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Rotavirus antigenemia in Indian children with rotavirus gastroenteritis and asymptomatic infections. (2/107)

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Increased frequency of anti-retina antibodies in asymptomatic patients with chronic t. gondii infection. (3/107)

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Unapparent microsporidial infection among immunocompetent humans in the Czech Republic. (4/107)

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IL-17 and Regulatory Cytokines (IL-10 and IL-27) in L. braziliensis Infection. (5/107)

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Antileishmania immunological tests for asymptomatic subjects living in a visceral leishmaniasis-endemic area in Brazil. (6/107)

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Pharmacokinetics and pharmacodynamics of artesunate and dihydroartemisinin following oral treatment in pregnant women with asymptomatic Plasmodium falciparum infections in Kinshasa DRC. (7/107)

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Clearance of asymptomatic P. falciparum Infections Interacts with the number of clones to predict the risk of subsequent malaria in Kenyan children. (8/107)

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  • This study was detecting the prevalence of asymptomatic bacteriuria (ABU) caused by Proteus mirabilis in RA patients to shed light on its rule in RA pathogenesis.Methods: This work has been conducted in medical Microbiology and Immunology Department and Rheumatology and Rehabitilation Department, Faculty of Medicine, Zagazig University, during the period from May 2017 to May 2018 over a period of 12 months. (who.int)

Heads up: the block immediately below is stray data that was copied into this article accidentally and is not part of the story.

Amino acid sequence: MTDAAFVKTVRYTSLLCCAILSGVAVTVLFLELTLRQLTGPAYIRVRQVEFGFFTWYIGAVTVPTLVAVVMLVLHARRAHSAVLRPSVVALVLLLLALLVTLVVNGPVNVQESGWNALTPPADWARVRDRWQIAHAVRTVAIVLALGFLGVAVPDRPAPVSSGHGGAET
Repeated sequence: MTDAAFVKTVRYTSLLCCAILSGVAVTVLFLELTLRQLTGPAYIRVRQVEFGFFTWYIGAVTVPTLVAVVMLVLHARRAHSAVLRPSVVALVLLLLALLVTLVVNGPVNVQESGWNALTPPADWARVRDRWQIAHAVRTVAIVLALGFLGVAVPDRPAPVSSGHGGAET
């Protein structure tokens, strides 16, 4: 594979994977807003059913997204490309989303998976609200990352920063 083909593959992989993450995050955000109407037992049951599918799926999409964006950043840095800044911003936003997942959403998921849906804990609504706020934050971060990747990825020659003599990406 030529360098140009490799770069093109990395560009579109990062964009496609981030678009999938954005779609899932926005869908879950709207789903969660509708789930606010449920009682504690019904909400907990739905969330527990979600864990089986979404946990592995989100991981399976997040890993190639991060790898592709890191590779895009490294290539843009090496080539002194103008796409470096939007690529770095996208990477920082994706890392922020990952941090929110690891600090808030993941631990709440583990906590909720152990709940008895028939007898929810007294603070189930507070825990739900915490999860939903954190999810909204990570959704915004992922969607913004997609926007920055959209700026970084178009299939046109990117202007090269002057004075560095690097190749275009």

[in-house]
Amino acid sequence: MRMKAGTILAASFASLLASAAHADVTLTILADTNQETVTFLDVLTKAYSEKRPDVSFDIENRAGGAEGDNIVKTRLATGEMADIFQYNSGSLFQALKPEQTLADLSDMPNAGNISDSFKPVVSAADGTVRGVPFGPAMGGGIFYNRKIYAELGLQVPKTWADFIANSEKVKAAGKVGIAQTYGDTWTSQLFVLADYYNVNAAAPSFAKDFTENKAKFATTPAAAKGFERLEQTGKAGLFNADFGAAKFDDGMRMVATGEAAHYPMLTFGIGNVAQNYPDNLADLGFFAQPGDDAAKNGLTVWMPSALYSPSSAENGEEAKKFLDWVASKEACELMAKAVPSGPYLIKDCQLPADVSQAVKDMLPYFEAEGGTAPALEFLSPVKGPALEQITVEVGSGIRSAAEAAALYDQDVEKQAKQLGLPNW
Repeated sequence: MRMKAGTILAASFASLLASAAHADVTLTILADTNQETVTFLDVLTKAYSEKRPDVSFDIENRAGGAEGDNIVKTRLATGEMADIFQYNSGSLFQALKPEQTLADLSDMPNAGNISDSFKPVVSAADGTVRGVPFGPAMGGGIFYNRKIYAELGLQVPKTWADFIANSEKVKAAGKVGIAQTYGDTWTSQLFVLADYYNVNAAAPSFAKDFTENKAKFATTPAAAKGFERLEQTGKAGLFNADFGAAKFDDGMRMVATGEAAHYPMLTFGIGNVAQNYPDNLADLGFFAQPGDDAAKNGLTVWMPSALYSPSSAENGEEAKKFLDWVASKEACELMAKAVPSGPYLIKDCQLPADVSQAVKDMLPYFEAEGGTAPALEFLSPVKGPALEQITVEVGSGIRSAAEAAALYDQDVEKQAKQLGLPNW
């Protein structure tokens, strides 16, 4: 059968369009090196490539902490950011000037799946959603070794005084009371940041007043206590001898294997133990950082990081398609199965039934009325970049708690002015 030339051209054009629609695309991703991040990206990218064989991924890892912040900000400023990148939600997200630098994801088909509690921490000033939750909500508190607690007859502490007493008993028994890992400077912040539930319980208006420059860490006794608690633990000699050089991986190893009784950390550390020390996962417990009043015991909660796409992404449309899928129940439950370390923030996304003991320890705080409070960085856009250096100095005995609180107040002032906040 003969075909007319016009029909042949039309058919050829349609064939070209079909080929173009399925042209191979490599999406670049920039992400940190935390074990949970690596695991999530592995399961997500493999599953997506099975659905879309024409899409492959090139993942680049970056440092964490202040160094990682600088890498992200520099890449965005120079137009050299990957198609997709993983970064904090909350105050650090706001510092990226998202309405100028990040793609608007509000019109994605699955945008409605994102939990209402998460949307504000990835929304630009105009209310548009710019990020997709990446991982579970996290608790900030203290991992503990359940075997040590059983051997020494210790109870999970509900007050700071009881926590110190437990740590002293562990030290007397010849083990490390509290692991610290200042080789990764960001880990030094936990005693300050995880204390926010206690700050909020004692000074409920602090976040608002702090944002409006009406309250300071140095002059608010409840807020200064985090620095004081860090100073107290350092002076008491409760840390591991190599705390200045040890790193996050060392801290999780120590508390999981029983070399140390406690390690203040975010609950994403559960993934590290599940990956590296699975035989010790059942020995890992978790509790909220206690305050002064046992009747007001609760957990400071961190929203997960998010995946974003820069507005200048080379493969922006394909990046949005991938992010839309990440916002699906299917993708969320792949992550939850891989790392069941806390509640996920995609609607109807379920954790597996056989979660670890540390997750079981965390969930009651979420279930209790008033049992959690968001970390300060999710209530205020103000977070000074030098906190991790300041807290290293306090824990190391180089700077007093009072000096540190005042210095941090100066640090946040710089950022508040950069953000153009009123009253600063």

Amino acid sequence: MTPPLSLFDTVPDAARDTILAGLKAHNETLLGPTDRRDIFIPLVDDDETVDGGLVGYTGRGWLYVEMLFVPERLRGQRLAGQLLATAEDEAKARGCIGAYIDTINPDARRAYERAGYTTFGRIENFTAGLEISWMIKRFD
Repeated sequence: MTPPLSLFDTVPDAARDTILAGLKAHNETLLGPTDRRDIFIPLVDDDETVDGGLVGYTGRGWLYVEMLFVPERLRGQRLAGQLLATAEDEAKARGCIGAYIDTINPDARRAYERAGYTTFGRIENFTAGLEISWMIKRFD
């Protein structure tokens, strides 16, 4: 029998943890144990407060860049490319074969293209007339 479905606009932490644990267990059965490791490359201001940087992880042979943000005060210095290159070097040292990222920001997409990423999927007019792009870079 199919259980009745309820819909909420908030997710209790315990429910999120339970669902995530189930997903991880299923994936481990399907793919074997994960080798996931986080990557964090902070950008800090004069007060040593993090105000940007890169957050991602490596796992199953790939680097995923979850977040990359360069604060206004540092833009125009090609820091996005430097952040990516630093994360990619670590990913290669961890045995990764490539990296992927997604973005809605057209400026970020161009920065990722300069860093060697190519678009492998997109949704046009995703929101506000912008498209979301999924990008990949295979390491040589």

• Malaria remains among the world's deadliest diseases, and control efforts depend critically on the availability of effective diagnostic tools, particularly for the identification of asymptomatic infections, which play a key role in disease persistence and may account for most instances of transmission but often evade detection by current screening methods. (pnas.org)
  • During a period of one year, we screened 497 afebrile males to investigate the prevalence of asymptomatic P. falciparum parasitemia in villages near Lambaréné, Gabon by use of three different methods. (ajtmh.org)
  • Data like this highlights the importance of testing asymptomatic people, said Medical Director of the Vancouver Infectious Diseases Centre Dr. Brian Conway, on CTV's News Channel Saturday. (ctvnews.ca)
  • BEIJING (Reuters) - China, where the coronavirus outbreak first emerged in December, reported dwindling new infections on Wednesday and for the first time disclosed the number of asymptomatic cases, which could complicate how trends in the outbreak are read. (reuters.com)
  • Asymptomatic infections would not cause a major outbreak if the transmission chain was cut, the Chinese government's senior medical adviser, Zhong Nanshan, told state-run Shenzhen TV. (reuters.com)
  • Review of hospital B's microbiology records revealed no episodes of postoperative GAS infection during the 6 months before the outbreak. (cdc.gov)
  • Evidence suggests that many Ebola infections are asymptomatic, a factor overlooked by recent outbreak summaries and projections. (abovetopsecret.com)
  • In a residential care facility this can be particularly problematic as it increases the risk of an outbreak of antibiotic-resistant infections. (bpac.org.nz)
  • One of the major challenges in controlling the coronavirus disease 2019 (COVID-19) outbreak is its asymptomatic transmission. (cdc.gov)
  • From all participants who coronavirus 2 (SARS-CoV-2) leads to an antibody provided informed consent, we collected serum sam- response, even in those who are completely asymp- ples at 8 months after infection. (cdc.gov)